1 in every 28 children in America has a parent behind bars, up from 1 in 125 just 25 years ago . . . [there are] 2.3 million Americans are behind bars, equaling 1 in 100 adults. Up from 500,000 in 1980, this marks more than a 300 percent increase in the United States’ incarcerated population. . . . One in 87 working-aged white men is in prison or jail compared with 1 in 36 Hispanic men and 1 in 12 African American men. Today, more African American men aged 20 to 34 without a high school diploma or GED are behind bars (37 percent) than are employed (26 percent). . . . more than 2.7 million minor children now have a parent behind bars, or 1 in every 28. For African American children the number is 1 in 9, a rate that has more than quadrupled in the past 25 years.
Imprisoned parents were often important to their families economically prior to incarceration:
[M]ore than two-thirds of men admitted to prison had been employed. Almost half—44 percent—of parents held in state prisons lived with their children prior to incarceration, and more than half of imprisoned parents (52 percent of mothers and 54 percent of fathers) were the primary earners for their children.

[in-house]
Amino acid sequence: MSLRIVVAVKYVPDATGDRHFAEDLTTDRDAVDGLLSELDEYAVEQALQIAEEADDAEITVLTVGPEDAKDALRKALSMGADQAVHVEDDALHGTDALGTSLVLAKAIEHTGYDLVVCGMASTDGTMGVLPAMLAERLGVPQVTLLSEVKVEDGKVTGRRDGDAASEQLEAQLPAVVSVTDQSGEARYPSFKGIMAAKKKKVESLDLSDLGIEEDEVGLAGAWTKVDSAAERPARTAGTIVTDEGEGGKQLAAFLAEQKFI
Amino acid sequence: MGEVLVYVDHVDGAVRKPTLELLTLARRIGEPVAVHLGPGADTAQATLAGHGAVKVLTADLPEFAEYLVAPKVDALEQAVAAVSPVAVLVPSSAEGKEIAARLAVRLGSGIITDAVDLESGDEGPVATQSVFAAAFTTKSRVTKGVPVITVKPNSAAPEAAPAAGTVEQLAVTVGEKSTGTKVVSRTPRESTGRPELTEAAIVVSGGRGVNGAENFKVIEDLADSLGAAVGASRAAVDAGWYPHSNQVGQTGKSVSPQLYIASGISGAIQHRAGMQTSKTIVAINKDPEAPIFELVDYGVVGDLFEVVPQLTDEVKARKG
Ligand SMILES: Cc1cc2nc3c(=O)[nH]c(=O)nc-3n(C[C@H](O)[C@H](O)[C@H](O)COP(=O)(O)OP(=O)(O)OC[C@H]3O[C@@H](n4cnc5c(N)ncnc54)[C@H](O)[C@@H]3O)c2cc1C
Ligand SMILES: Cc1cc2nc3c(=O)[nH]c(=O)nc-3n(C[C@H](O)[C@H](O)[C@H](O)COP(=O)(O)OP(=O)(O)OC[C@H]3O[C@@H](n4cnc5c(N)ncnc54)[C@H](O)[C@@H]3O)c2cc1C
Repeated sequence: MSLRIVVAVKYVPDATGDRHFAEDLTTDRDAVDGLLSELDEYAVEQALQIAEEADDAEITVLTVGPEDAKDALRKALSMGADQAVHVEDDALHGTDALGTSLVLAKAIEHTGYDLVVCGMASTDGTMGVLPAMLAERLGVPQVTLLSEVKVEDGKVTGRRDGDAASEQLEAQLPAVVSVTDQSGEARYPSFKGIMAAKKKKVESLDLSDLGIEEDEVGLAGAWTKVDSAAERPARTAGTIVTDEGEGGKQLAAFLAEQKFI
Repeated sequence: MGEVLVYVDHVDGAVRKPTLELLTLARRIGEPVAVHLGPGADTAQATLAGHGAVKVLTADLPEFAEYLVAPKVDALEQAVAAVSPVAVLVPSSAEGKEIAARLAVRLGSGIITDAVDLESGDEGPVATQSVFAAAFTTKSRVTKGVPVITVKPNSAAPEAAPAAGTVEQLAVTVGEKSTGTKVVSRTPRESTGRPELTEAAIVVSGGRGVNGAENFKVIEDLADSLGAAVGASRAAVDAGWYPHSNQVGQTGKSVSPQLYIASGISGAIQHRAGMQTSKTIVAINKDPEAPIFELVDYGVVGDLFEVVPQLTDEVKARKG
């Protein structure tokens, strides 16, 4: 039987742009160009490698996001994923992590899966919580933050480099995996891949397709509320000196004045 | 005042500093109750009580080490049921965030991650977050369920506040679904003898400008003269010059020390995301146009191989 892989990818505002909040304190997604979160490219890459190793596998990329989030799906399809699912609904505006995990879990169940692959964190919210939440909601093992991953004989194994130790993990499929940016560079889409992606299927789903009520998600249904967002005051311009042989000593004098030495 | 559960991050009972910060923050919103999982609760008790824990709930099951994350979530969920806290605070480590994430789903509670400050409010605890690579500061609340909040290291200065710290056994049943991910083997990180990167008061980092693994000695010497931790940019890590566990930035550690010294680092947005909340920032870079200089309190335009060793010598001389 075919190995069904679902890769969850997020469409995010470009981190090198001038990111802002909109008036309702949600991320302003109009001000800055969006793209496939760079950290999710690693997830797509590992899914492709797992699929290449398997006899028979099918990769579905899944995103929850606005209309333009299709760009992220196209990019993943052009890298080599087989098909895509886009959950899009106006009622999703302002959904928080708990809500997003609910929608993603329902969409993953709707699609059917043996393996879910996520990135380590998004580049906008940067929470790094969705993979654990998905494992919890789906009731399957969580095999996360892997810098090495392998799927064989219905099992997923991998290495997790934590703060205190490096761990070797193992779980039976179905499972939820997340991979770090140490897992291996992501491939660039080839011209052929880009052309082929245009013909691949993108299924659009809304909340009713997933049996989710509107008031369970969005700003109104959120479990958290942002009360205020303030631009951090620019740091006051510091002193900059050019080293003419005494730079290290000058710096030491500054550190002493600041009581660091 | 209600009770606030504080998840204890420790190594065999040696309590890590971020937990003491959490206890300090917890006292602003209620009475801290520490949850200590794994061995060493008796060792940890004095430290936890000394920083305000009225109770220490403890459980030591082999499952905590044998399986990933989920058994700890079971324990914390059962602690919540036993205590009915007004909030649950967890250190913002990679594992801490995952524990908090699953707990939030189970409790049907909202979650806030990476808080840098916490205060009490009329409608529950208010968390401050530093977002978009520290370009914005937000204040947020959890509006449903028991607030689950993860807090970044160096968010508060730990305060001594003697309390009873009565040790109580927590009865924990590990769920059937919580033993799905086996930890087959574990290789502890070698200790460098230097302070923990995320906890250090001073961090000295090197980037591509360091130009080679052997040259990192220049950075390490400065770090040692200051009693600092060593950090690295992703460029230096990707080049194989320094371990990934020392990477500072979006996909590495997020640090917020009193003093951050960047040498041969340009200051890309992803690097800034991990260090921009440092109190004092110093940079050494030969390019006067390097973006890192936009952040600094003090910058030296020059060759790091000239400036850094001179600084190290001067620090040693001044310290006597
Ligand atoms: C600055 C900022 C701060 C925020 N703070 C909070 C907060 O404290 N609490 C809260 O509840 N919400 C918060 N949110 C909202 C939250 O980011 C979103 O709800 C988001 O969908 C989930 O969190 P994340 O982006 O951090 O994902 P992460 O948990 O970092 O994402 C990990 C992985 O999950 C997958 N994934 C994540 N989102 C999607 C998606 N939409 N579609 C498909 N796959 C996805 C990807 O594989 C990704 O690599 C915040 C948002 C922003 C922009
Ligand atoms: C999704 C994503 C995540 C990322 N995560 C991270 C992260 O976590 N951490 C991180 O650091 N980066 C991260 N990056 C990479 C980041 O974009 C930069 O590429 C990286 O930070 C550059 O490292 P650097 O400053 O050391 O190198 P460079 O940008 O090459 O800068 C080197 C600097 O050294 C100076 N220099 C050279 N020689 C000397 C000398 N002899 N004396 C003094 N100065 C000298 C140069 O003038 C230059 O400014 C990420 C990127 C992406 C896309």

Of course, this fact provides both a statistical tool that could be used to capture the economic impact of incarcerated parents and a policy tool to identify those families that face the most intense economic impacts of incarceration policies.
We know that 44% of the inmates don't have minor children, that another 31% of inmates have children but didn't live with them prior to incarceration, and that another 12% of inmates had children who they lived with prior to incarceration but weren't primary earners for their children prior to incarceration. Thus, only about 13% of inmates had minor children whom they lived with and for whom they were prior earners prior to incarceration. The impact of parental incarceration is presumably particularly great for their roughly 540,000 children.
The report does deny that increased incarceration rates have produced benefits but notes that "while expanded incarceration contributed to the drop in violent crime in the United States during the 1990s, research shows that having more prisoners accounted for only about 25 percent of the reduction, leaving the other 75 percent to be explained by better policing and a variety of other, less expensive factors."